You don't need anyone to tell you that accusations of sexual misconduct can have immensely negative consequences. What you may not know, though, is that baseless accusations of sexual wrongdoing—or any other offense covered by Title IX—can be just as damaging as legitimate allegations.
Evidentiary standards in Title IX cases are subject to change. Depending on when your Title IX hearing occurs, you may not have the benefit of a "guilty beyond a reasonable doubt" standard. Even when this standard does apply, you want to leave no doubt that you're not responsible for an alleged offense.
You need a capable advisor on your side, and you should not wait any longer to hire one.
I'm a College Employee in New Mexico. Does Title IX Apply to Me?
Most likely. As the U.S. Department of Education explains, every federally funded college and university in America must comply with Title IX. This compliance extends to employees, including but not limited to:
- Coaches and trainers
- Adjunct professors and teaching assistants
- Service staff, including those in technical service fields
If you fit the criteria of a university employee, then Title IX likely applies to you. The range of offenses covered by Title IX has grown over the years and now includes acts ranging from discrimination to harassment and sexual misconduct.
Remember, you don't have to commit any of these acts to face serious consequences. A mere accusation against you could be enough to result in termination and other punitive measures—especially now that legislation is primed to revert to the preponderance of evidence standard.
What Lies Beyond a Title IX Complaint in New Mexico
Every Title IX-compliant university in New Mexico employs a Title IX Coordinator. There may be several ways to file a Title IX complaint at your college in New Mexico, but the Title IX Coordinator will ultimately rule on every complaint.
Once the Coordinator receives a complaint against you, they will weigh available facts and evidence. If the Coordinator and their team decide to pursue the complaint against you, the next steps will include:
- The investigation, during which an appointed investigator—who may or may not be qualified to handle a case like yours—will gather facts, interview you and others involved in the case, and reach conclusions about your responsibility for the alleged offense.
- The publication of the investigator's report, which you generally have ten days to request corrections.
- A hearing, which is not necessarily guaranteed to occur, but which does typically occur. You can request a hearing and may want to do so. A hearing provides your advisor a stage to present evidence, present favorable witnesses, cross-examine opposing witnesses, and make both opening and closing statements.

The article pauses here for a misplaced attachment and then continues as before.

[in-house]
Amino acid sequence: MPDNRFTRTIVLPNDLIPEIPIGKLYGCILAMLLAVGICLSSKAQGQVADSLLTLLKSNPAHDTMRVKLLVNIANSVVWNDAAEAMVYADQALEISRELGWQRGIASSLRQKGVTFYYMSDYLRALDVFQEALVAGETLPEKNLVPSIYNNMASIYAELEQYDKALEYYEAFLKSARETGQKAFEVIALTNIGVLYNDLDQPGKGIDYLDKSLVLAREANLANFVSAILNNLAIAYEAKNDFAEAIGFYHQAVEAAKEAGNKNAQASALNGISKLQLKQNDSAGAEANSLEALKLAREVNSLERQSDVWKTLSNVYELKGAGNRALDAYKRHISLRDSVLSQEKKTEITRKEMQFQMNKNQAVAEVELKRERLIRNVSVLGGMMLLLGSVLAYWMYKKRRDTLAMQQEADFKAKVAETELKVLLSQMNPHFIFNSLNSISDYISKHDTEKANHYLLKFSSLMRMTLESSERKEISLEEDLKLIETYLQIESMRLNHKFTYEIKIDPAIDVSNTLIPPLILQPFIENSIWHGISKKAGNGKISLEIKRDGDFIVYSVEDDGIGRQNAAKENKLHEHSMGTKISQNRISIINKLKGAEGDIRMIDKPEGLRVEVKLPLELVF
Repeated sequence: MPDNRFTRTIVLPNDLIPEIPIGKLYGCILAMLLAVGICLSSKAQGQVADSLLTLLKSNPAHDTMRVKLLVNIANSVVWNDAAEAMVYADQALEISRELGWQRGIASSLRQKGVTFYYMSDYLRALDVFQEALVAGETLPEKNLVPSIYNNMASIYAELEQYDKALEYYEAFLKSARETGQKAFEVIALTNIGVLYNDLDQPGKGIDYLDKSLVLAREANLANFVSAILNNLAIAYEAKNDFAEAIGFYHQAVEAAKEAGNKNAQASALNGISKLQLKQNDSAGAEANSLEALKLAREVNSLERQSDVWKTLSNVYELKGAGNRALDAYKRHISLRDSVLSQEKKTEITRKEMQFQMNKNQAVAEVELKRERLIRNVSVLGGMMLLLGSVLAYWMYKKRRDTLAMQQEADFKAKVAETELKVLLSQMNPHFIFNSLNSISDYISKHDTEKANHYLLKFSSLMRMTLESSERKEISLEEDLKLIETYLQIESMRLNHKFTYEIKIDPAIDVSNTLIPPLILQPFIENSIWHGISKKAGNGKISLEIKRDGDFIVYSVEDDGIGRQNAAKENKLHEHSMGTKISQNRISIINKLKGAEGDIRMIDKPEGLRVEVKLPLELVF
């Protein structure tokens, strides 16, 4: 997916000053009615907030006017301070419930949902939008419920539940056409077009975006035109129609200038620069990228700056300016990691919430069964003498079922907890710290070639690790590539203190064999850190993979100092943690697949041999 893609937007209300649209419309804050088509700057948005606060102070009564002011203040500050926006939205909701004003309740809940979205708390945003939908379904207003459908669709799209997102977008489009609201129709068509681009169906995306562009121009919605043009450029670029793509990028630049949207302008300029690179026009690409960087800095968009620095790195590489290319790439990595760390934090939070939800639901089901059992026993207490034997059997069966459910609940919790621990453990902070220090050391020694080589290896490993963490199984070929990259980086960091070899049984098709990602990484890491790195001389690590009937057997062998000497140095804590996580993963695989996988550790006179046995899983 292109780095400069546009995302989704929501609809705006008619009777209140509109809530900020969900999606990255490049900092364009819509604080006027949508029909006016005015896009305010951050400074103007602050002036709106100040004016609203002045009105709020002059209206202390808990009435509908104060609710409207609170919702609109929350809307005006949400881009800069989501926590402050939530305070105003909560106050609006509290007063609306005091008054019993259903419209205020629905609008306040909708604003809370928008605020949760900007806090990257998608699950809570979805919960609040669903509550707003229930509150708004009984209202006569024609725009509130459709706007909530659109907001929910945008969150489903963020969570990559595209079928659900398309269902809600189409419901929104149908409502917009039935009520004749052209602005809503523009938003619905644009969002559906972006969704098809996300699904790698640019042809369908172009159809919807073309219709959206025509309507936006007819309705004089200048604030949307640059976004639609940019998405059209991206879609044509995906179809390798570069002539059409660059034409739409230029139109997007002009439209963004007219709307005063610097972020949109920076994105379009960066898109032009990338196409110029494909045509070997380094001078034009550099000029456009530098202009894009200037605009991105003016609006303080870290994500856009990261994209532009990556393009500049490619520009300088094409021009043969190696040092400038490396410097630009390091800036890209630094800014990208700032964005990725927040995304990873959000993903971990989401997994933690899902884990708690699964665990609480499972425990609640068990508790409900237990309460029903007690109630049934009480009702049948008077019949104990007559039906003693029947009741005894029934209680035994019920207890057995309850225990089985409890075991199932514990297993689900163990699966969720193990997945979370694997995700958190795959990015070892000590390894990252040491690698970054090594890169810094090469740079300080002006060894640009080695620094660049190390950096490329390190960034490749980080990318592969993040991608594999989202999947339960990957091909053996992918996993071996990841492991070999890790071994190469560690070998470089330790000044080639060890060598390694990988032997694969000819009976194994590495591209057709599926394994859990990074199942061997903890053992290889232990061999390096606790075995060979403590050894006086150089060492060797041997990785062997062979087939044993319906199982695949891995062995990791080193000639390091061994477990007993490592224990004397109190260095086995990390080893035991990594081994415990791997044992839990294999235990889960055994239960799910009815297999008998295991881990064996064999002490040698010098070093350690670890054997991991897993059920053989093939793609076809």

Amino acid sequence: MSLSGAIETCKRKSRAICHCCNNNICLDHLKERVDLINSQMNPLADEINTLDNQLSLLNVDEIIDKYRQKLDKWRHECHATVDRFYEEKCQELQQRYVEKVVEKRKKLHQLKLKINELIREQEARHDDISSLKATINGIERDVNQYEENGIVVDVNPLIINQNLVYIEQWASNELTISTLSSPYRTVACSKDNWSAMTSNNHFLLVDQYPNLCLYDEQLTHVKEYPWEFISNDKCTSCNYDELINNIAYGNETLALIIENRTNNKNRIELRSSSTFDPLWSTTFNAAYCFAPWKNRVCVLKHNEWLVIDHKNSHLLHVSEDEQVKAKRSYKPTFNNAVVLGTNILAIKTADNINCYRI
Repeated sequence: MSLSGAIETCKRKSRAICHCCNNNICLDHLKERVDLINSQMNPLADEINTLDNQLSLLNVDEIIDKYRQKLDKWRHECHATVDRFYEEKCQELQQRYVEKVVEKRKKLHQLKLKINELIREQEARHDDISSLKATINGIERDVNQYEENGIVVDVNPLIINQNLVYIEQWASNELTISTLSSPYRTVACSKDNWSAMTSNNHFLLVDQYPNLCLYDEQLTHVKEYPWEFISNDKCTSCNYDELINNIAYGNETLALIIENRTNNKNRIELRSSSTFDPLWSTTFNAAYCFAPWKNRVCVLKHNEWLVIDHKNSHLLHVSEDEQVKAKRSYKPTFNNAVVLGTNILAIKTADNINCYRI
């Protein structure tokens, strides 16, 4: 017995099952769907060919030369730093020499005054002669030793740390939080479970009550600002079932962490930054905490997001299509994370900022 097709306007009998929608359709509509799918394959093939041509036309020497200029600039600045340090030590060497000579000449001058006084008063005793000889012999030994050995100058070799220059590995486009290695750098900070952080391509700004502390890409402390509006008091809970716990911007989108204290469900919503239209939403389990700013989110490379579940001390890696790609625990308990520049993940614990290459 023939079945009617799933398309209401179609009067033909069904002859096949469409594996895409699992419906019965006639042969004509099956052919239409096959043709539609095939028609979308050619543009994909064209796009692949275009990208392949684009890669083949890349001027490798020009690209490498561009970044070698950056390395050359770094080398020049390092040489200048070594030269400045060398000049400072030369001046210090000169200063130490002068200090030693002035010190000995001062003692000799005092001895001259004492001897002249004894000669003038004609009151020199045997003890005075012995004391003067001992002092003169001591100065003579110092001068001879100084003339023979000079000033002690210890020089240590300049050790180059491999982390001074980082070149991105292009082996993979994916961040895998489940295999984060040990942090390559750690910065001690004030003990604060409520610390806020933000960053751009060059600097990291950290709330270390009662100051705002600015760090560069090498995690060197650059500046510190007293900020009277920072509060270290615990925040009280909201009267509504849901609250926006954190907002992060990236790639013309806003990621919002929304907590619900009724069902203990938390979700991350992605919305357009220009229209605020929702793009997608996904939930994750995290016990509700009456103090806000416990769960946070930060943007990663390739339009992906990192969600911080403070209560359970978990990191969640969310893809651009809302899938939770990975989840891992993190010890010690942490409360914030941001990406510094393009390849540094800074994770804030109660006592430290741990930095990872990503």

- The issuance of a decision on your case, which generally presents two outcomes: 1) A finding that you are not responsible (and the related dismissal of your case), or 2) A finding that you are responsible (and the delivery of sanctions against you).
If you receive a finding of responsibility, then an appeal will constitute the final stage of the Title IX disciplinary process. Even if your appeal is not successful, our team may take additional legal action on your behalf.
What Do You Stand to Lose If You're Found Responsible for Title IX Misconduct?
Those accused of Title IX violations stand to lose a lot. Whether you're accused of harassment, sexual violence, or another Title IX offense, a strong defense could be the difference between your life proceeding more or less usual and:
- Loss of reputation: Being found responsible for any Title IX violation will be a blow to your reputation. While you can hope that others will understand the low standard of evidence in Title IX cases, or the specific circumstances of your case, many will not. Harm to your reputation could prove irreparable, especially if the allegations you face are serious.
- Loss of current and future employment: You may be fired if your employer determines you've violated Title IX. Though Title IX proceedings are supposed to be a private matter, there are multiple ways that your case could become public knowledge. Even if other employers are not aware of your alleged Title IX violations, they may ask why you left your current position. In any case, you may have difficulty obtaining future employment at the caliber of your current job.
- Lost earning power: If you lose your job and are not able to gain comparable employment, then you may lose significant earning power.
- Lost quality of life: The stress of being deemed a Title IX violator, and secondhand consequences of that branding, can be immense. Your psychological health may suffer as a consequence, and several aspects of your life may worsen.
Yes, you're facing great stakes, but you're not alone. The team at the Lento Law Firm wants to lend our expertise, resources, and experience to your defense. Defending individuals against schools is our foremost practice area, and we'll seek a suitable resolution to your case.
Hire the Lento Law Firm to Help with Your Defense in New Mexico
An allegation that you've violated Title IX statutes does not have to define your life—though it can if you don't take the upcoming disciplinary process seriously.
Hiring seasoned Title IX advisor Joseph D. Lento may provide peace of mind and, even more importantly, may lead to the result that you seek. Our goal is to help you move beyond this stressful period in your life, and we'll work hard with your employer in New Mexico to secure a resolution.
Call the Lento Law Firm today at 888-535-3686 or submit your case information online. Don't wait. We want to move towards a solution as soon as possible.